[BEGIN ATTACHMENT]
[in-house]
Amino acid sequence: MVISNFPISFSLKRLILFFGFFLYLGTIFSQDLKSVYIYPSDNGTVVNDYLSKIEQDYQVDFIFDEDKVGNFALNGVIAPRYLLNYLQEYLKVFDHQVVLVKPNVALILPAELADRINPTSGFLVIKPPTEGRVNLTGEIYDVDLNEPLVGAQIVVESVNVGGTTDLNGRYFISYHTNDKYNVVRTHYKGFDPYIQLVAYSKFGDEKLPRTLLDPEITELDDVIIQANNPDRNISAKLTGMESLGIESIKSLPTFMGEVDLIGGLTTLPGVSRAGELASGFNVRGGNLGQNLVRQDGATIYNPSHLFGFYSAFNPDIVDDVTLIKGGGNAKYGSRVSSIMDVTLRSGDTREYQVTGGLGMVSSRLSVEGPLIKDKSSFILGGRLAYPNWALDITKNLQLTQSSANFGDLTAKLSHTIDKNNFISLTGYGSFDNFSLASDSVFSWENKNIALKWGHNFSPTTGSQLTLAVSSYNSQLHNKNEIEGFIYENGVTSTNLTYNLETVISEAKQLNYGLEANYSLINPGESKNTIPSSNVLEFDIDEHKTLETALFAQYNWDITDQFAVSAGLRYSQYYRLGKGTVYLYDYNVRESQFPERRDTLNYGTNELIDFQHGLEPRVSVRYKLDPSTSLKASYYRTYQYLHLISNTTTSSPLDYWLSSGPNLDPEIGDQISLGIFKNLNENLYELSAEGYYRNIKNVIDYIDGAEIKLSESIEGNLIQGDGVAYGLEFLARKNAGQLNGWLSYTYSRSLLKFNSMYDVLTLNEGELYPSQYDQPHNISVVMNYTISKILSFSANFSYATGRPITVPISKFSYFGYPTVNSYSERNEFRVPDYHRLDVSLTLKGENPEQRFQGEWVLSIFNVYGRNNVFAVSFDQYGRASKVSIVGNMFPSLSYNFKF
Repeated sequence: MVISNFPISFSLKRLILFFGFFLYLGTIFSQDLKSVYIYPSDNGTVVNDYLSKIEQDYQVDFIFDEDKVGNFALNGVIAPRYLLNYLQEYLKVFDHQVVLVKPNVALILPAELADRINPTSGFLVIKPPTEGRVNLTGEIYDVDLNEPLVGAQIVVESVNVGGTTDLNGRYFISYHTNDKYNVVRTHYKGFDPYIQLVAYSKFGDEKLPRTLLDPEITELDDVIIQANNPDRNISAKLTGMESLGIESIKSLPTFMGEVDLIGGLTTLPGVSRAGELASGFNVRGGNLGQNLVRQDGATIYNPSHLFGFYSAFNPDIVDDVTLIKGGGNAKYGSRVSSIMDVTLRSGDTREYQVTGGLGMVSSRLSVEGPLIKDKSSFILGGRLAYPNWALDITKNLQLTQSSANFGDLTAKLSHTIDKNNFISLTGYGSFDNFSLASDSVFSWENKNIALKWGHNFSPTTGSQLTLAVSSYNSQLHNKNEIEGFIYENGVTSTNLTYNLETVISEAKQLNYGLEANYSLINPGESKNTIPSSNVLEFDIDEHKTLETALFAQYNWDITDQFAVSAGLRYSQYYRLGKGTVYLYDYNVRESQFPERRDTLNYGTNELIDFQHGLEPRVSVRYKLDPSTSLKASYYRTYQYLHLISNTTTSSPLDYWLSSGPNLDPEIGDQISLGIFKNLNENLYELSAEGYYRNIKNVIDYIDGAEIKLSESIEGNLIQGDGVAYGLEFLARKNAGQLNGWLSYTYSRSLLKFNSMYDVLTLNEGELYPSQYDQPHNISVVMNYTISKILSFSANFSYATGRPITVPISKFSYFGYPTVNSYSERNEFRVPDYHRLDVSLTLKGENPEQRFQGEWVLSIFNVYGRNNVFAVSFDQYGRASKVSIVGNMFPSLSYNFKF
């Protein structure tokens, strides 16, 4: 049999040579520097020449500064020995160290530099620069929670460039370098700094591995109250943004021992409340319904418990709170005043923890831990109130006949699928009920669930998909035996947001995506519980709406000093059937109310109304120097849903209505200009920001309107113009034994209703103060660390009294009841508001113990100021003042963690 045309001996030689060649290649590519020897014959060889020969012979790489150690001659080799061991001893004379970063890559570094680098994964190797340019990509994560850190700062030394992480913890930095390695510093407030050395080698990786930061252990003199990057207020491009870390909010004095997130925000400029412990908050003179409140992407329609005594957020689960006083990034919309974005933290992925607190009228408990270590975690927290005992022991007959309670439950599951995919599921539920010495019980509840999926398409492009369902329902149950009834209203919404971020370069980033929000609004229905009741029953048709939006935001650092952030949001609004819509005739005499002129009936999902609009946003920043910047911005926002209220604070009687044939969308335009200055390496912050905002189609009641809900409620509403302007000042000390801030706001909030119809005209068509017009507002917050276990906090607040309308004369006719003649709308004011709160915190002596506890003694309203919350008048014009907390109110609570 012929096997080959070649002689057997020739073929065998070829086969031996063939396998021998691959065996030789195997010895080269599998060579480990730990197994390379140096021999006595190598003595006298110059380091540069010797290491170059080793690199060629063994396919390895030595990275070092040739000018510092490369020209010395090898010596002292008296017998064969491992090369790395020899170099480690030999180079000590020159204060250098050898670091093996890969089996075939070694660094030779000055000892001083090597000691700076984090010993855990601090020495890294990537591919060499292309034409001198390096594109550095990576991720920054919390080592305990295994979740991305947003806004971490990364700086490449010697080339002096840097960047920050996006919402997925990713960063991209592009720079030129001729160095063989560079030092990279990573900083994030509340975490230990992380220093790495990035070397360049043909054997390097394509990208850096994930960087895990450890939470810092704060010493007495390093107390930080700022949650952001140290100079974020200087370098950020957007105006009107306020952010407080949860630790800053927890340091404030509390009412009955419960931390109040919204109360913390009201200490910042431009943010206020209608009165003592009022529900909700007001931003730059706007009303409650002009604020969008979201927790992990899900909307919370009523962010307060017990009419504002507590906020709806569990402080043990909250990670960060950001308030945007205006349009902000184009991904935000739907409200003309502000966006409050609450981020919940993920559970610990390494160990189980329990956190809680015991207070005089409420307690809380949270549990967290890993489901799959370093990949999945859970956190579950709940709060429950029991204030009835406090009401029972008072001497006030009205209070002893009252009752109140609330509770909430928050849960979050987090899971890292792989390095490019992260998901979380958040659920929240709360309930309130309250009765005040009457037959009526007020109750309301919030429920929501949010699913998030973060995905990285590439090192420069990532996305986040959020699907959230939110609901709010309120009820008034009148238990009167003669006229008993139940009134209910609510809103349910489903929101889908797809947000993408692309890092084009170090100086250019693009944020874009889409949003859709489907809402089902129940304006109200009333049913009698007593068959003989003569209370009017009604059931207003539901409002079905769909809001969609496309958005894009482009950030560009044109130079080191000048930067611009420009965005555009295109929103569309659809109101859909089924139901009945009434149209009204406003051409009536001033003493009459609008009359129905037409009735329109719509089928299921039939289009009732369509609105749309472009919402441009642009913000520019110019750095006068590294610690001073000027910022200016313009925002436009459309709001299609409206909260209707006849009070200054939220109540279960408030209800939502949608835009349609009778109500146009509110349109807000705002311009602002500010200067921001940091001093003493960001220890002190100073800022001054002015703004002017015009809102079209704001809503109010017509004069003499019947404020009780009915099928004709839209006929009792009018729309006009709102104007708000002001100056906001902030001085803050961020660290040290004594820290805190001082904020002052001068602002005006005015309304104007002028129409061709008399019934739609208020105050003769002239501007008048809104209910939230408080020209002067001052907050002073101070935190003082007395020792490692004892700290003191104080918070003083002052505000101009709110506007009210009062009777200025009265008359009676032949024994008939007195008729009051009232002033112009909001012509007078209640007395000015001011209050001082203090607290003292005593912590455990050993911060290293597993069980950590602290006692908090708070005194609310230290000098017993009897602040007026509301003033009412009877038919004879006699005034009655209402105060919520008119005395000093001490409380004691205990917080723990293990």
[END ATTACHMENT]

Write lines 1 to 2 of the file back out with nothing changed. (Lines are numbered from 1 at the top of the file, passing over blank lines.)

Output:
[in-house]
Amino acid sequence: MVISNFPISFSLKRLILFFGFFLYLGTIFSQDLKSVYIYPSDNGTVVNDYLSKIEQDYQVDFIFDEDKVGNFALNGVIAPRYLLNYLQEYLKVFDHQVVLVKPNVALILPAELADRINPTSGFLVIKPPTEGRVNLTGEIYDVDLNEPLVGAQIVVESVNVGGTTDLNGRYFISYHTNDKYNVVRTHYKGFDPYIQLVAYSKFGDEKLPRTLLDPEITELDDVIIQANNPDRNISAKLTGMESLGIESIKSLPTFMGEVDLIGGLTTLPGVSRAGELASGFNVRGGNLGQNLVRQDGATIYNPSHLFGFYSAFNPDIVDDVTLIKGGGNAKYGSRVSSIMDVTLRSGDTREYQVTGGLGMVSSRLSVEGPLIKDKSSFILGGRLAYPNWALDITKNLQLTQSSANFGDLTAKLSHTIDKNNFISLTGYGSFDNFSLASDSVFSWENKNIALKWGHNFSPTTGSQLTLAVSSYNSQLHNKNEIEGFIYENGVTSTNLTYNLETVISEAKQLNYGLEANYSLINPGESKNTIPSSNVLEFDIDEHKTLETALFAQYNWDITDQFAVSAGLRYSQYYRLGKGTVYLYDYNVRESQFPERRDTLNYGTNELIDFQHGLEPRVSVRYKLDPSTSLKASYYRTYQYLHLISNTTTSSPLDYWLSSGPNLDPEIGDQISLGIFKNLNENLYELSAEGYYRNIKNVIDYIDGAEIKLSESIEGNLIQGDGVAYGLEFLARKNAGQLNGWLSYTYSRSLLKFNSMYDVLTLNEGELYPSQYDQPHNISVVMNYTISKILSFSANFSYATGRPITVPISKFSYFGYPTVNSYSERNEFRVPDYHRLDVSLTLKGENPEQRFQGEWVLSIFNVYGRNNVFAVSFDQYGRASKVSIVGNMFPSLSYNFKF